Showing posts with label James Thurber. Show all posts
Showing posts with label James Thurber. Show all posts

Saturday, November 08, 2008

November: Thurber play

A Thurber Carnival is appearing on Fridays and Saturdays this month at The Kellar Theater in Manassas. Written by a cartoonist who spent time in the area as a child, the show also features Amy "Mrs. Cul de Sac" Thompson. Amy made some of the props based on Thurber's artwork, which sounds cool to me.

Tuesday, March 11, 2008

That Thurber anecdote redux

Richard's got a longer and better version on his blog now.

"All men should strive to learn before they die, what they are running from, and to, and why." – James Thurber, writer and cartoonist.

Saturday, March 08, 2008

James Thurber anecdote courtesy of Richard Thompson

Richard reports, "So at my neighbor's daughter's Bat Mitzvah I was chatting with one of his co-workers, a guy who'd grown up around here. He told me that James Thurber had his childhood bow and arrow eyeball accident at a farm that used to be off Rte 7 in Falls Church, and there's even a James Thurber Court there now that marks where the farm stood. I thought it all happened in Columbus OH."

Me too! Who knew a famous cartoonist almost blinded here?

Friday, February 01, 2008

Secret History of Comics courtesy of Warren Bernard

Here's another article by Warren Bernard on comic art in unlikely places:

SHOC Part 1,235,641


For this next installment of The Secret History Of Comics, here is a nice piece by Percy Crosby. This is from a football program for the October, 1935 game held between Navy and Notre Dame. Being close to Annapolis, Crosby did a few covers for their football games.

Now, he was not the only famous cartoonist to do college football program covers - Willard Mullin, The Dean of Sports Cartoonists did a lot, but did you know know that such luminaries of the cartoon field such as Ellison Hoover, John Held Jr., James Thurber and Milton Caniff all did football programs?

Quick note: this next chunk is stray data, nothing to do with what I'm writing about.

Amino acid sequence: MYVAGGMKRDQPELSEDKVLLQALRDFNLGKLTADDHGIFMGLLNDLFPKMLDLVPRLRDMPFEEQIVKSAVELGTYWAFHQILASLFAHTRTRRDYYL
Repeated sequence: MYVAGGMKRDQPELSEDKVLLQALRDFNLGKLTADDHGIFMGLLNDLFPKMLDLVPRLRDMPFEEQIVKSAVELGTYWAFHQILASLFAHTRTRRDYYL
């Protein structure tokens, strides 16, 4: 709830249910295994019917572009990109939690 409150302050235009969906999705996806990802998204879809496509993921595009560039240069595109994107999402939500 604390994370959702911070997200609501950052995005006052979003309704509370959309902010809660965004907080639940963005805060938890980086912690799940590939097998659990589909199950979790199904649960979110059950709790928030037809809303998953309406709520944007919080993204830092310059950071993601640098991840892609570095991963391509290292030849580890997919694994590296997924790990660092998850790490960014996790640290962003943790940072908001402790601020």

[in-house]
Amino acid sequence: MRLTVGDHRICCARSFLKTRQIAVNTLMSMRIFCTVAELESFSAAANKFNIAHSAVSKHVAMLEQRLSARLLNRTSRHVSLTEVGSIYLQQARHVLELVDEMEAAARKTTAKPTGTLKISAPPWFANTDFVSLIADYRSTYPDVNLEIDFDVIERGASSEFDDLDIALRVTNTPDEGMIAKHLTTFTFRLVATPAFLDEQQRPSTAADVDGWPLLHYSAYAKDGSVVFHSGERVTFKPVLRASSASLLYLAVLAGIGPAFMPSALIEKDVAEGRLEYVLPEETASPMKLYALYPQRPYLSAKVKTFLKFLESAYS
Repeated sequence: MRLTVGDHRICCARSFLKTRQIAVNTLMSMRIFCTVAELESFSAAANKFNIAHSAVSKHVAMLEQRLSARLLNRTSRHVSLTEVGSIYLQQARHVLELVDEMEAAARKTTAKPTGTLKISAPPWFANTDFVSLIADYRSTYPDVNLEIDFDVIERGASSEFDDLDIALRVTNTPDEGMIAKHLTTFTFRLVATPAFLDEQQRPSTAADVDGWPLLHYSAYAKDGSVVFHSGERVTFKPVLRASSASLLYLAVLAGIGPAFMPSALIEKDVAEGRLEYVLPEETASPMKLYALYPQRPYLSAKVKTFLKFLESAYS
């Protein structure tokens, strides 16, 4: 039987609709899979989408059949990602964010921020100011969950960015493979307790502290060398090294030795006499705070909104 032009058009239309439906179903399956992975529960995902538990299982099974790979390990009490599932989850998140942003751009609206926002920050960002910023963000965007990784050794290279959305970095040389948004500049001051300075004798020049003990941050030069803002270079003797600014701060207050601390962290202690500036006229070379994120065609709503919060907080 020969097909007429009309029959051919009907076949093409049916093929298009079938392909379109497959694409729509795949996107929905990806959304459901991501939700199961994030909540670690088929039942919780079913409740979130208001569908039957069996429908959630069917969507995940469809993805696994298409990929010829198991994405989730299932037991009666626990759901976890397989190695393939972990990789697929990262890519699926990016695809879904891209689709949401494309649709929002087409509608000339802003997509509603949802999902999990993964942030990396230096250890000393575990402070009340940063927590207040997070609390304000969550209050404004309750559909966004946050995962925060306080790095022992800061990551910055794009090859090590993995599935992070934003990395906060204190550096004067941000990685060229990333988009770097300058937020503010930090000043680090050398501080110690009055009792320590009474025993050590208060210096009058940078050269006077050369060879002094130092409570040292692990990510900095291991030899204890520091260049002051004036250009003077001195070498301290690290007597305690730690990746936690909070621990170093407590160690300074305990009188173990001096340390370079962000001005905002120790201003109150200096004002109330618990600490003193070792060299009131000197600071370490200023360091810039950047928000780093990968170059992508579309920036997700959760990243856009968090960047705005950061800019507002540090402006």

The length and breadth of the cartoonist contribution to the football program field would not have occurred if not for the efforts of Andy Moursund. His methodical and exhaustive research into the field of college football programs has turned this information up. I recommend going to his site to see the length and breath of the cartoon and illustration world that exists in the college football program arena. His site is now in browse/test mode, but soon you will be able to order poster reproductions of any of the program covers he has online.

Needless to say, some great unknown cartoonists and illustrators did work on these covers, and its a shame that no one, save Andy, has bothered to gather them up. No question, Andy has a great resource that hopefully will be a springboard for a more thorough treatment of the subject.

Now, to make things even more interesting, inside a lot of the programs were specialty cartoons and ads by cartoonists that appear nowhere else. The Crosby program has cartoons by Johann Bull and E. Simms Campbell as well as the ad you see here by James Thurber.

How many ads/cartoons are there buried in these programs? How much of comic history lies undiscovered in these programs? What does this type of work tell us about the length and breath of the work these cartoonists did and their impact on popular culture?

The SHOC series will never end.

Saturday, May 12, 2007

Yardley on Thurber

Today's Post has "James Thurber's Humorous Heart" by JONATHAN YARDLEY, Washington Post Saturday, May 12, 2007; C01. For us the key sentence is "One does indeed turn to Thurber for the drawings, but the great glory is his prose." Thus is cartooning dispatched although Yardley writes a good appreciation of Thurber's prose.

Right by Yardley, humorist (the word cartoonist may be verboten in Yardley's neighborhood) Richard Thompson has a good sendup of the Jamestown celebration madness.

In the letters to the editor section, a reader took a swipe at Ohio's Bok:

Bending Reid's Word
Washington Post (May 12, 2007)
The May 5 Drawing Board cartoon by Bok of the Akron Beacon Journal was a disgusting example of just how low the right-wing press will go in painting Democrats as troop haters. The cartoon shows Senate Majority Leader Harry M. Reid (D-Nev.) passing a U.S. soldier in an airport and yelling: "LOSER." I assume this cartoon was drawn because Reid recently said the war in Iraq was "lost." However, Reid never said the troops themselves were losers.

-- Eric Crossley

Tomorrow is an interview with a bunch of the women who do voices of Princesses in Shrek the Third. A preview ran in yesterday's Express and it should be a funny article.